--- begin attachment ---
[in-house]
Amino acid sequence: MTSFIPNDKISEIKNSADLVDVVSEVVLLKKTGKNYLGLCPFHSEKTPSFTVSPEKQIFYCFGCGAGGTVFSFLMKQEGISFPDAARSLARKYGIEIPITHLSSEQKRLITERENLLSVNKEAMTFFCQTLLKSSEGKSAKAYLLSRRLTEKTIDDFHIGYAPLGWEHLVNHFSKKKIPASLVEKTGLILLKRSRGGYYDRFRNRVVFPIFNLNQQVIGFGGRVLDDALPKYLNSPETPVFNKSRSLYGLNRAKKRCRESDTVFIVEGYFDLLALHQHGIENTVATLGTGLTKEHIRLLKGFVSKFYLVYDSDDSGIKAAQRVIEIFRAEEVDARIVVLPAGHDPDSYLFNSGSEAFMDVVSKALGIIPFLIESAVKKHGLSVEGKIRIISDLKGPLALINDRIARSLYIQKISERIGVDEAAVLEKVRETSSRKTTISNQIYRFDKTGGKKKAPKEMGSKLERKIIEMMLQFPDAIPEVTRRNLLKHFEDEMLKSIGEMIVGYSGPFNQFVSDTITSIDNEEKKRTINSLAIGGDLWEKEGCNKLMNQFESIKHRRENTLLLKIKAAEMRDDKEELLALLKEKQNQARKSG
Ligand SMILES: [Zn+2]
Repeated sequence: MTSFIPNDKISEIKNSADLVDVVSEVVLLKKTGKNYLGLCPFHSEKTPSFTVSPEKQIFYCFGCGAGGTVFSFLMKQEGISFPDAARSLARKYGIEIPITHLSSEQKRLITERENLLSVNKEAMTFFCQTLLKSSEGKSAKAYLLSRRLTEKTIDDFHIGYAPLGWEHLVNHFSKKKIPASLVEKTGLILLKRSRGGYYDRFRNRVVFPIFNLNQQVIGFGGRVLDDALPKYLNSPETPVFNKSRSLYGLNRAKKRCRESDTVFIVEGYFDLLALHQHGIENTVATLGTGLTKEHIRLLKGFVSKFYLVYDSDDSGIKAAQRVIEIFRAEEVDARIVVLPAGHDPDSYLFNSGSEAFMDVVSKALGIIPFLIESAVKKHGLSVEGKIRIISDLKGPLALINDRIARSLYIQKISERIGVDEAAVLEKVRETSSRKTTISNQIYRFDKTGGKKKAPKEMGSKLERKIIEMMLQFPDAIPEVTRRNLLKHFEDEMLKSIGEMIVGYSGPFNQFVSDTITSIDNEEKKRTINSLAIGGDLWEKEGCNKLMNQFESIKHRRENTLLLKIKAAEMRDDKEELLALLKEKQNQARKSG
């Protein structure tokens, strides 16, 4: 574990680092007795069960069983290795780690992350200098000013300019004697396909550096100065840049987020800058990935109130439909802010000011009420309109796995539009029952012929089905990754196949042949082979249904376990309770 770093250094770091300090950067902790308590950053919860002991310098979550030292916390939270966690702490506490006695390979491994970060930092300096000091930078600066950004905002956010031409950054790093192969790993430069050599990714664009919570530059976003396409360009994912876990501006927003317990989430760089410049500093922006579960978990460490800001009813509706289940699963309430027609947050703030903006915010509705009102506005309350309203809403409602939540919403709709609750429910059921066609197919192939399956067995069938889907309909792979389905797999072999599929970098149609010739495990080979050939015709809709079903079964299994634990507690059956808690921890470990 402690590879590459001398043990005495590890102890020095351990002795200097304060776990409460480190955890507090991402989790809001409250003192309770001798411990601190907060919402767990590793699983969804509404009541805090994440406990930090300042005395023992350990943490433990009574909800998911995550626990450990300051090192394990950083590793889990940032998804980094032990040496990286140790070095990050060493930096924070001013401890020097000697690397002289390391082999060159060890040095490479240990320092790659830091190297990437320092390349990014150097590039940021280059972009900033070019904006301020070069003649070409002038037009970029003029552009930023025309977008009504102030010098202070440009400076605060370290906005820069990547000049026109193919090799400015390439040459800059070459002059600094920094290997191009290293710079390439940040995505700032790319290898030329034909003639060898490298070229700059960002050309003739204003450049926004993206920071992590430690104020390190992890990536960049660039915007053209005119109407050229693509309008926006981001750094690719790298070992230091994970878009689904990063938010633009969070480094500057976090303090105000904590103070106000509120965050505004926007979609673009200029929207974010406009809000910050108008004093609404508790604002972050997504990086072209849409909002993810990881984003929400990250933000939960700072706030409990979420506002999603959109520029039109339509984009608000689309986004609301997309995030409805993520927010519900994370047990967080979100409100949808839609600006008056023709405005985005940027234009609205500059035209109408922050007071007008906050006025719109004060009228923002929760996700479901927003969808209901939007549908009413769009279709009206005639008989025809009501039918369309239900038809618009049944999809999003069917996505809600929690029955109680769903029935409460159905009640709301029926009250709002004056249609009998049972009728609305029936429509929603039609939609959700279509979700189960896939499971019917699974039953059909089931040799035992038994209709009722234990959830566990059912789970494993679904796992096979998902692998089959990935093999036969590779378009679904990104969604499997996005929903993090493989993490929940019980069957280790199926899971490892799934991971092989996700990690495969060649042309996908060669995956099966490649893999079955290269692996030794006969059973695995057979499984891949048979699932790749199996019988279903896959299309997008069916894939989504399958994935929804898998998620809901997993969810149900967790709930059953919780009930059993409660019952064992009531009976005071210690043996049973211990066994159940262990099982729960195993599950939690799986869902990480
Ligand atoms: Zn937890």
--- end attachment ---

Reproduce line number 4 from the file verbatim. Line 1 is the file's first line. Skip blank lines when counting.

Repeated sequence: MTSFIPNDKISEIKNSADLVDVVSEVVLLKKTGKNYLGLCPFHSEKTPSFTVSPEKQIFYCFGCGAGGTVFSFLMKQEGISFPDAARSLARKYGIEIPITHLSSEQKRLITERENLLSVNKEAMTFFCQTLLKSSEGKSAKAYLLSRRLTEKTIDDFHIGYAPLGWEHLVNHFSKKKIPASLVEKTGLILLKRSRGGYYDRFRNRVVFPIFNLNQQVIGFGGRVLDDALPKYLNSPETPVFNKSRSLYGLNRAKKRCRESDTVFIVEGYFDLLALHQHGIENTVATLGTGLTKEHIRLLKGFVSKFYLVYDSDDSGIKAAQRVIEIFRAEEVDARIVVLPAGHDPDSYLFNSGSEAFMDVVSKALGIIPFLIESAVKKHGLSVEGKIRIISDLKGPLALINDRIARSLYIQKISERIGVDEAAVLEKVRETSSRKTTISNQIYRFDKTGGKKKAPKEMGSKLERKIIEMMLQFPDAIPEVTRRNLLKHFEDEMLKSIGEMIVGYSGPFNQFVSDTITSIDNEEKKRTINSLAIGGDLWEKEGCNKLMNQFESIKHRRENTLLLKIKAAEMRDDKEELLALLKEKQNQARKSG